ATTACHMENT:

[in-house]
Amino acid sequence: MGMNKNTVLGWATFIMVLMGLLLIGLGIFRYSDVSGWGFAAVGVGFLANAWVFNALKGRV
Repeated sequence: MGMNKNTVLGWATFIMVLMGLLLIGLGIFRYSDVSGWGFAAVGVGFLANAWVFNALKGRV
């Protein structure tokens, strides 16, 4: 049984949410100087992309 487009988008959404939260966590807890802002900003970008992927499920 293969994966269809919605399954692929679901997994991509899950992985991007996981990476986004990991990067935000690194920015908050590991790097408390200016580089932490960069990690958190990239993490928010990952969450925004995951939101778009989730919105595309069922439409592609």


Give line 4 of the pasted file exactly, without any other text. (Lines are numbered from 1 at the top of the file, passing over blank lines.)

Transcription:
């Protein structure tokens, strides 16, 4: 049984949410100087992309 487009988008959404939260966590807890802002900003970008992927499920 293969994966269809919605399954692929679901997994991509899950992985991007996981990476986004990991990067935000690194920015908050590991790097408390200016580089932490960069990690958190990239993490928010990952969450925004995951939101778009989730919105595309069922439409592609």